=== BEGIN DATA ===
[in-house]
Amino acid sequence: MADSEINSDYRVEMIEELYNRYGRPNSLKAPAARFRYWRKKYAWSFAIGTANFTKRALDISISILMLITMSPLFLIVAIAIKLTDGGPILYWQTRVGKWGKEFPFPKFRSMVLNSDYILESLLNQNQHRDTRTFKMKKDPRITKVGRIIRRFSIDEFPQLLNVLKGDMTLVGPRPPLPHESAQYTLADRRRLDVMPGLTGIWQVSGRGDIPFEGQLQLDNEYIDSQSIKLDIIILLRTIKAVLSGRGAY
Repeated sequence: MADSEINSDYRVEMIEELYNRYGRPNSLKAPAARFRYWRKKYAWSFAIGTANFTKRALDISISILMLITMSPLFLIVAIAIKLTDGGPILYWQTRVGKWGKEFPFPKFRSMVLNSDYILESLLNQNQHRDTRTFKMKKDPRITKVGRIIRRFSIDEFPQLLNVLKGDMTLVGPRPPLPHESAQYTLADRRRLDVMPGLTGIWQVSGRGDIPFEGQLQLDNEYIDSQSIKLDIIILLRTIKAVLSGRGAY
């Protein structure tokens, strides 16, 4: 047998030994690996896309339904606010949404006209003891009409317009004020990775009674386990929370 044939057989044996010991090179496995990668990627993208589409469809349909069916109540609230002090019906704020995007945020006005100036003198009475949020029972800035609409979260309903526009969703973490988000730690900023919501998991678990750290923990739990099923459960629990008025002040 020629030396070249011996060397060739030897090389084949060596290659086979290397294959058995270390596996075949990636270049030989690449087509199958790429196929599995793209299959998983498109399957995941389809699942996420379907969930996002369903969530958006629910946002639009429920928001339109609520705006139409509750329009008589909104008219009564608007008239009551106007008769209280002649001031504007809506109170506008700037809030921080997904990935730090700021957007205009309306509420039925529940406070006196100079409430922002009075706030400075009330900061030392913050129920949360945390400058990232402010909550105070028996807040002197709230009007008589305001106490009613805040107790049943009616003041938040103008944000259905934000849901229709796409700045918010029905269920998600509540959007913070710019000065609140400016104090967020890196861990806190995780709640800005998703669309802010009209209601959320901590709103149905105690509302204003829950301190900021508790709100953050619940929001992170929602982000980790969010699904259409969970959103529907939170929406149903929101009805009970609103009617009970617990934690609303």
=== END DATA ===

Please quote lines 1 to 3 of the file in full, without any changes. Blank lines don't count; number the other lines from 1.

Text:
[in-house]
Amino acid sequence: MADSEINSDYRVEMIEELYNRYGRPNSLKAPAARFRYWRKKYAWSFAIGTANFTKRALDISISILMLITMSPLFLIVAIAIKLTDGGPILYWQTRVGKWGKEFPFPKFRSMVLNSDYILESLLNQNQHRDTRTFKMKKDPRITKVGRIIRRFSIDEFPQLLNVLKGDMTLVGPRPPLPHESAQYTLADRRRLDVMPGLTGIWQVSGRGDIPFEGQLQLDNEYIDSQSIKLDIIILLRTIKAVLSGRGAY
Repeated sequence: MADSEINSDYRVEMIEELYNRYGRPNSLKAPAARFRYWRKKYAWSFAIGTANFTKRALDISISILMLITMSPLFLIVAIAIKLTDGGPILYWQTRVGKWGKEFPFPKFRSMVLNSDYILESLLNQNQHRDTRTFKMKKDPRITKVGRIIRRFSIDEFPQLLNVLKGDMTLVGPRPPLPHESAQYTLADRRRLDVMPGLTGIWQVSGRGDIPFEGQLQLDNEYIDSQSIKLDIIILLRTIKAVLSGRGAY